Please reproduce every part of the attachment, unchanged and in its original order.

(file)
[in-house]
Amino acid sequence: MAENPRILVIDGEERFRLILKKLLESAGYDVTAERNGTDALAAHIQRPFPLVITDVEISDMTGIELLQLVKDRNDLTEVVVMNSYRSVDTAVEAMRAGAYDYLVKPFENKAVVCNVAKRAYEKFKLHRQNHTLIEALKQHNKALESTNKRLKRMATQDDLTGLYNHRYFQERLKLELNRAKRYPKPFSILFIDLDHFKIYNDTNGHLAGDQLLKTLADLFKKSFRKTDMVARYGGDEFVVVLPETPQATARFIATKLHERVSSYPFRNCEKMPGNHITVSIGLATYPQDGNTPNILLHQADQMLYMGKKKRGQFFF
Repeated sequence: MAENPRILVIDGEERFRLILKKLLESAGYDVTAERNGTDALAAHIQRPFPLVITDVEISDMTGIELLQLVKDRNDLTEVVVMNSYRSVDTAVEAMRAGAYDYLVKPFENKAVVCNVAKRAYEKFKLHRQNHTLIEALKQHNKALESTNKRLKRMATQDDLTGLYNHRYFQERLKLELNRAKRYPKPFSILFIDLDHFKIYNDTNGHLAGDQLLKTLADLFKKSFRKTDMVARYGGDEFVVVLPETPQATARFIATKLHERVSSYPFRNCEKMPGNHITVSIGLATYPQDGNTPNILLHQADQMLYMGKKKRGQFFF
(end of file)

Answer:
[in-house]
Amino acid sequence: MAENPRILVIDGEERFRLILKKLLESAGYDVTAERNGTDALAAHIQRPFPLVITDVEISDMTGIELLQLVKDRNDLTEVVVMNSYRSVDTAVEAMRAGAYDYLVKPFENKAVVCNVAKRAYEKFKLHRQNHTLIEALKQHNKALESTNKRLKRMATQDDLTGLYNHRYFQERLKLELNRAKRYPKPFSILFIDLDHFKIYNDTNGHLAGDQLLKTLADLFKKSFRKTDMVARYGGDEFVVVLPETPQATARFIATKLHERVSSYPFRNCEKMPGNHITVSIGLATYPQDGNTPNILLHQADQMLYMGKKKRGQFFF
Repeated sequence: MAENPRILVIDGEERFRLILKKLLESAGYDVTAERNGTDALAAHIQRPFPLVITDVEISDMTGIELLQLVKDRNDLTEVVVMNSYRSVDTAVEAMRAGAYDYLVKPFENKAVVCNVAKRAYEKFKLHRQNHTLIEALKQHNKALESTNKRLKRMATQDDLTGLYNHRYFQERLKLELNRAKRYPKPFSILFIDLDHFKIYNDTNGHLAGDQLLKTLADLFKKSFRKTDMVARYGGDEFVVVLPETPQATARFIATKLHERVSSYPFRNCEKMPGNHITVSIGLATYPQDGNTPNILLHQADQMLYMGKKKRGQFFF